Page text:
Paper 4: Ranking Universities (Ince)

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Paper 4: Ranking Universities (Ince)

  1. 1. International Workshop on Performance Management Kent Business School Presentation by Martin Ince July 1, 2010
  2. 2. Ranking the world’s universities; why, how, and what happens when you do? <ul><li>Presentation by Martin Ince </li></ul><ul><li>Journalist and media adviser </li></ul><ul><li>Founder of the THE/QS World University Rankings </li></ul><ul><li>Chair of the Advisory Board of the QS Rankings </li></ul>
  3. 3. Why rank universities? <ul><li>Rapid growth of higher education </li></ul><ul><li>Growing expectation of openness </li></ul><ul><li>New students needing knowledge </li></ul><ul><li>More need for international knowledge </li></ul><ul><li>Ranking things and people </li></ul>
  4. 4. Anything can be ranked.. <ul><li>In the UK: schools, local government, libraries, hospitals, police forces…. </li></ul><ul><li>Kent Business School has the world’s ninth-ranked lecturer in information systems </li></ul>
  5. 5. Fun or… <ul><li>Some of these rankings are for fun </li></ul><ul><li>- rich lists </li></ul><ul><li>- now dozens of types </li></ul><ul><li>Some are serious </li></ul><ul><li>- Over 1000 “failing” institutions </li></ul>
  6. 6. National university ranking <ul><li>US News: 18 main columns of data </li></ul><ul><li>Likewise Times GUG, Macleans et al </li></ul><ul><li>Rich data in national systems </li></ul><ul><li>- Library costs </li></ul><ul><li>- Alumni giving </li></ul><ul><li>- Completion </li></ul><ul><li>- Course cost </li></ul><ul><li>- Economic impact </li></ul><ul><li>- Admissions standards </li></ul>
  7. 7. National data <ul><li>Available </li></ul><ul><li>Consistent </li></ul><ul><li>Has quality control </li></ul><ul><li>Has an agreed meaning </li></ul><ul><li>Tells a definite story </li></ul><ul><li>-- eg admission standards </li></ul><ul><li>dropout rates </li></ul>
  8. 8. International university ranking <ul><li>Far less data </li></ul><ul><li>Scheme has to grow out of what we want to measure </li></ul><ul><li>Who is it for? </li></ul><ul><li>Main functions of a university </li></ul><ul><li>Less data on specific subjects </li></ul>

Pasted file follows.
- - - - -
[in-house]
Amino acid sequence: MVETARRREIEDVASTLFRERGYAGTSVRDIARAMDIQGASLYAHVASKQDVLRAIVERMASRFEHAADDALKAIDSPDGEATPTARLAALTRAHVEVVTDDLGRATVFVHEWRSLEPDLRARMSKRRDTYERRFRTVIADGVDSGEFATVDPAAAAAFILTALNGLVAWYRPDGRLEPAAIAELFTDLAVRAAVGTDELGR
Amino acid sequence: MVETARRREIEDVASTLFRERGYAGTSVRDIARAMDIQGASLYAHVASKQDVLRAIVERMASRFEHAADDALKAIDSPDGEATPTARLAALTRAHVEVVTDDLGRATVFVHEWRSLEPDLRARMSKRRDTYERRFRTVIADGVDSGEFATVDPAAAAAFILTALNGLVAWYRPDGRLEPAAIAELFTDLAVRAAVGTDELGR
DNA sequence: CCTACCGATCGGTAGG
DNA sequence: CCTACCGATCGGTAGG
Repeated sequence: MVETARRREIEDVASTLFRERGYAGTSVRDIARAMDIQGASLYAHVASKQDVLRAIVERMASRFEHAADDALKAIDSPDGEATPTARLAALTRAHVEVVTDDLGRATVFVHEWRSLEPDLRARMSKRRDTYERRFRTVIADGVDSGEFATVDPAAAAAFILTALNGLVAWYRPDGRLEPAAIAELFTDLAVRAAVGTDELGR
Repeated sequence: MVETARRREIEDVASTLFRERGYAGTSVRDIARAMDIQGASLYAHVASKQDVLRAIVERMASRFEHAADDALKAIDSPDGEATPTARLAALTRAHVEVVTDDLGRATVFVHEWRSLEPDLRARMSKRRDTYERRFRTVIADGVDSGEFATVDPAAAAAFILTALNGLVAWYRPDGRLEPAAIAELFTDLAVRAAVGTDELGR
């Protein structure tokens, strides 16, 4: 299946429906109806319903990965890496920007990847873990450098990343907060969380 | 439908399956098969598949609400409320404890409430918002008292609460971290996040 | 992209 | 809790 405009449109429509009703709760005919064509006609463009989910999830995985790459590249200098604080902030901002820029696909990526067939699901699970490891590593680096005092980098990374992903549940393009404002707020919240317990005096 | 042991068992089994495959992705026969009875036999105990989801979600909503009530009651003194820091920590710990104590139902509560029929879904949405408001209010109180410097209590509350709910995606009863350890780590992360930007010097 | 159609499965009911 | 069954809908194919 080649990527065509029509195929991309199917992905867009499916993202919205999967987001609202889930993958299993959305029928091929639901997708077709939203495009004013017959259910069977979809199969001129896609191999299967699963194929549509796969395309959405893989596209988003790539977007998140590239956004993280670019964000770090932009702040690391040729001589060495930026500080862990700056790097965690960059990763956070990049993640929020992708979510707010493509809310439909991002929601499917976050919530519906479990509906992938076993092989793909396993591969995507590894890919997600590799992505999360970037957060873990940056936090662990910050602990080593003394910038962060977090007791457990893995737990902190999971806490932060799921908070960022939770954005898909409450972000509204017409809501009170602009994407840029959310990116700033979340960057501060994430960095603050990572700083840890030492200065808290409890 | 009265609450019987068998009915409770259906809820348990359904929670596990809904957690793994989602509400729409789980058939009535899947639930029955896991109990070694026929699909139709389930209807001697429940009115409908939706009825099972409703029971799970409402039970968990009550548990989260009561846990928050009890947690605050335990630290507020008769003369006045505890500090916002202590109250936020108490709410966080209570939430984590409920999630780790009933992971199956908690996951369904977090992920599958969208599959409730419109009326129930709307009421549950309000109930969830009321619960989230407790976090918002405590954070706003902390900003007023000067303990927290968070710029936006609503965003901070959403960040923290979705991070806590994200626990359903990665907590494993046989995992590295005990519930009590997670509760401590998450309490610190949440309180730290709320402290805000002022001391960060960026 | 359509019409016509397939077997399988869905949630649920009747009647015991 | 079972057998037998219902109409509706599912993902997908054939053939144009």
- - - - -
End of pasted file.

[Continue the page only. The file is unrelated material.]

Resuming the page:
9. 9. Globalisation of universities <ul><li>What is it? </li></ul><ul><li>Is it important? </li></ul><ul><li>How do you measure it? </li></ul><ul><li>What happens when you try? </li></ul>
  10. 10. What is it? <ul><li>Universities are the original global enterprises </li></ul><ul><li>3 million overseas students (2006) </li></ul><ul><li>Falling home student numbers in many developed world nations </li></ul><ul><li>Awareness of students’ need to be more global </li></ul><ul><li>Collaboration </li></ul>
  11. 11. The five flows: Michael Porter <ul><li>People </li></ul><ul><li>Money </li></ul><ul><li>Ideas </li></ul><ul><li>Services </li></ul><ul><li>Goods </li></ul>
  12. 12. War for talent <ul><li>Work of Phil Brown et al </li></ul><ul><li>Unskilled jobs mobile for decades </li></ul><ul><li>IT makes middle class jobs mobile </li></ul><ul><li>Microsoft in China </li></ul><ul><li>Design, research, finance </li></ul><ul><li>Pasadenanow.com </li></ul><ul><li>Universities and students know this </li></ul>
  13. 13. Economic impact <ul><li>Research and innovation </li></ul><ul><li>Not just Silicon Valley </li></ul><ul><ul><li>Boston </li></ul></ul><ul><ul><li>Cambridge UK </li></ul></ul><ul><ul><li>Finland </li></ul></ul><ul><ul><li>Munich </li></ul></ul><ul><ul><li>Bangalore </li></ul></ul>
  14. 14. Economic impact <ul><li>New emphases </li></ul><ul><ul><li>Climate change: mitigation and adaptation </li></ul></ul><ul><ul><li>Population ageing, obesity etc </li></ul></ul><ul><ul><li>Robotics </li></ul></ul><ul><ul><li>Nanotechnology </li></ul></ul><ul><ul><li>Web 2.0, 3.0… </li></ul></ul><ul><ul><li>Biotechnology </li></ul></ul><ul><ul><li>Where will this happen? </li></ul></ul><ul><ul><ul><li>University only one of many factors </li></ul></ul></ul>